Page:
Mediterranean waste Mediterranean waste

The Mediterranean’s Toxic Secret

Polluted water makes polluted sea salt

The Mediterranean has the perfect conditions for a plastic trap, threatening human health and an increasing number of animal species.[1]

The equivalent of 563 plastic bottles are dumped into the Mediterranean every second

Source: Euronews[2]

Trash floating in the Mediterranean


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Plastic Pollution Facts:

  • 95% of waste in the Mediterranean Sea and on surrounding beaches is plastic, with many salt beds located along these shores.[1]
  • One million tons of plastic have accumulated in the Mediterranean Sea. This pollution is concentrated in each salt crystal.[3]
  • Plastic leakage could double by 2040, keeping salt from the Mediterranean polluted for the foreseeable future.[3]

Geography accelerates the problem

The Mediterranean is a small body of water with only two outlets.

The world’s oceans, which all flow together, are over 300 times larger in volume than the Mediterranean.[4]

Mediterranean Sea overlaid on the United States to show scale

The surface area of the Mediterranean Sea is roughly ⅓ of that of the United States[4][5]

Over 20 countries border the Mediterranean, leaking plastic pollutants into the sea.[2] Due to lack of recycling, rivers that flow into the sea are polluted, making the problem even worse.[1]

It takes almost 100 years for a drop of water to exit the sea, leaving it a bathtub of circling pollution.[6]

Countries and salt producers bordering the Mediterranean Sea

The Mediterranean’s semi-enclosed geography transforms plastics into microplastics and nanoplastics, with far higher concentration levels than the world’s oceans.

Grams of Microplastics per Cubic Kilometer:

55 g/km3

Atlantic
Ocean

97 g/km3

Pacific
Ocean

1,093 g/km3

Mediterranean Sea

Concentration calculations based on numbers from NCEI and Erik van Sebille et al.[4][7]

Microplastics and Nanoplastics Explained

Through years of degradation, plastic is ground into microplastics and then into tiny particles, called nanoplastics, no longer visible to the human eye.[8]

“It’s a plastic smog...”

-Marcus Eriksen, co-founder of 5 Gyres[9]

These particles never fully decompose, and they threaten more than just the waters they invade—they enter our food chain through seafood and sea salt, threatening human health.[10]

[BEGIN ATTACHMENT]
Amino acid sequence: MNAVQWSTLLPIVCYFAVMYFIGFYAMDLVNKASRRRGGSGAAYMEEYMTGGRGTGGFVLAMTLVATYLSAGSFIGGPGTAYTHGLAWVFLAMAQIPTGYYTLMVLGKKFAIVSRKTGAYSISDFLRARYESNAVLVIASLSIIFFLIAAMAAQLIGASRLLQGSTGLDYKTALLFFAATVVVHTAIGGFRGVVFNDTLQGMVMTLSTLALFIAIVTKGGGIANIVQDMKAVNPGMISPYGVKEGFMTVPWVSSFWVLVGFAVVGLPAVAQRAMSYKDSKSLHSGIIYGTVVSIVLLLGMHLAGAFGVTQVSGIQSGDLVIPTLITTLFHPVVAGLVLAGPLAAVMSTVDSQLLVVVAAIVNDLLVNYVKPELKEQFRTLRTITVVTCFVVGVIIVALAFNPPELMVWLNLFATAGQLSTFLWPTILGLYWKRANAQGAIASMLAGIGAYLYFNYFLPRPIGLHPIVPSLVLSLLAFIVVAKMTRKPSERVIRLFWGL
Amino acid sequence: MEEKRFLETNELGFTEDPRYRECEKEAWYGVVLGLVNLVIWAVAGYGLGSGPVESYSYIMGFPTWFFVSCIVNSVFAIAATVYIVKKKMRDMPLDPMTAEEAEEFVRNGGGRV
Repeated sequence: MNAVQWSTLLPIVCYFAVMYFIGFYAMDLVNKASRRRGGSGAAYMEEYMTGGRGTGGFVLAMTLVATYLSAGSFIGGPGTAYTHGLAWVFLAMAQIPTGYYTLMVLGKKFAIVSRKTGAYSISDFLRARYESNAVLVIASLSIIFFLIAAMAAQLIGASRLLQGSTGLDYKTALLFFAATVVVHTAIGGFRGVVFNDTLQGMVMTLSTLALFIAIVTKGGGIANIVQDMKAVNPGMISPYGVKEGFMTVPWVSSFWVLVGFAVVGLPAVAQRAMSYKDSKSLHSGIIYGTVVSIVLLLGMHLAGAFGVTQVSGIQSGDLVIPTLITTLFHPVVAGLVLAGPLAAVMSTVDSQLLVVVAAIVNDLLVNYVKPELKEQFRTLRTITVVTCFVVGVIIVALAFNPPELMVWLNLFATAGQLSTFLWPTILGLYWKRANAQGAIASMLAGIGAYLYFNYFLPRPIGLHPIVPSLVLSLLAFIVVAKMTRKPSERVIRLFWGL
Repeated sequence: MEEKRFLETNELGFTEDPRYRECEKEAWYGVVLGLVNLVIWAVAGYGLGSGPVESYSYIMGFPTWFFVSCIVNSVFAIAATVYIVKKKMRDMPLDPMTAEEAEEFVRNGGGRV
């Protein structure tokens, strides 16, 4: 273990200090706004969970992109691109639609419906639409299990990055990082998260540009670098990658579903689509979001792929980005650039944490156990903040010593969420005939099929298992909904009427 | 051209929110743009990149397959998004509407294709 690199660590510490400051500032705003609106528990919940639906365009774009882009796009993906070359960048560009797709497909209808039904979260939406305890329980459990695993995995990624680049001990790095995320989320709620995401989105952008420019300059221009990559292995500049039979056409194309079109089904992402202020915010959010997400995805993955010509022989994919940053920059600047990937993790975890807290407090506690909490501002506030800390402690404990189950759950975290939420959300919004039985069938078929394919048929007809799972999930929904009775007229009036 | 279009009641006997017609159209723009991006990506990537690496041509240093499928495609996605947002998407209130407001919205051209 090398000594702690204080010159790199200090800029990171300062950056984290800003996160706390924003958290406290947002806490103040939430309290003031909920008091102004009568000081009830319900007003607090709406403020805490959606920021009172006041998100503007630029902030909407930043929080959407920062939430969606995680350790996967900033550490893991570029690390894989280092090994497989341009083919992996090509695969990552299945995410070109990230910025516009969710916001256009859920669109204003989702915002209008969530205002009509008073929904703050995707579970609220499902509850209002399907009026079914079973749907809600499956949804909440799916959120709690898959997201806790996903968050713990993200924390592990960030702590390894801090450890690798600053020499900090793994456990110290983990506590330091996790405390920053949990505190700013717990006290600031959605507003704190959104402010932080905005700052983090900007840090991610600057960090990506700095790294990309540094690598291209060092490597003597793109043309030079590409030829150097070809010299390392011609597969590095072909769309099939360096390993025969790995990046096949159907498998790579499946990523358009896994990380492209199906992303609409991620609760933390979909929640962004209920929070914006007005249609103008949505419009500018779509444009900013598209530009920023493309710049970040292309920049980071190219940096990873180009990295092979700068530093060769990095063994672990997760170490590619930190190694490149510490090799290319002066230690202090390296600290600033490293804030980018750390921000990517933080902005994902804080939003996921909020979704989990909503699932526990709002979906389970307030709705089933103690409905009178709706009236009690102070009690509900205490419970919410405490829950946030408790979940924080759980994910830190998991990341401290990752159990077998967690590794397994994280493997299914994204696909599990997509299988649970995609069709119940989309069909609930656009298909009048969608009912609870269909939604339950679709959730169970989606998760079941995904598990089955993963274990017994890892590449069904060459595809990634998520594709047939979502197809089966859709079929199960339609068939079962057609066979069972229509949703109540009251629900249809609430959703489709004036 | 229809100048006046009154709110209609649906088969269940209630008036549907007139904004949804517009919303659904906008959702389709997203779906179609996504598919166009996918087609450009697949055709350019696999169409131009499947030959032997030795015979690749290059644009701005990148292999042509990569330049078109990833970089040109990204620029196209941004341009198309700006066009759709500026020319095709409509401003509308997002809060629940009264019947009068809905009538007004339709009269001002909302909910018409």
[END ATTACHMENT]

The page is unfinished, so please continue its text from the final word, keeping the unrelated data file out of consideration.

Microplastics and Nanoplastics in sea salt

Consumers are concerned that their kitchen basics contain an unwanted dose of plastic.[11]

Ingestion of microplastics via marine products is strongly related to plastic emissions in a given region, such as the Mediterranean.[11]

Dirty salt in a table salt shaker

“Producing salt from contaminated bodies of water leads to plastic in your salt shaker.”

- Dave Asprey, New York Times Bestselling Author[12]

Human Health Concerns

When we eat fish or sea salt from the Mediterranean, we ingest nanoplastics into our digestive systems.[13]

When consumed, nanoplastics absorb through the skin, enter the bloodstream and are potentially harmful to the brain, heart, lungs and other organs.[14][15]

Sea salt from the Mediterranean may be far more hazardous than most people realize, and suppliers must be held accountable for providing safe salt.

Holding Your Salt Supplier Accountable

Salt from the Mediterranean is believed to be unsafe for human consumption, with more studies being conducted to prove its detrimental effect on the human body. It is more important than ever to know where your salt is sourced.

To verify your salt’s safety and purity, consider asking your supplier these questions:

Safe Salt Checklist

What body of water is your salt harvested from?

Is your salt from a single, trusted and reputable source and supply chain?

Are you registered with the U.S. Food and Drug Administration (FDA)?

Are you in compliance with Food Safety Modernization Act (FSMA) regulations?

What additional measures do you take to guarantee clean, consistent salt?

For more information about clean and safe sea salt options, visit the SafeSalt Association.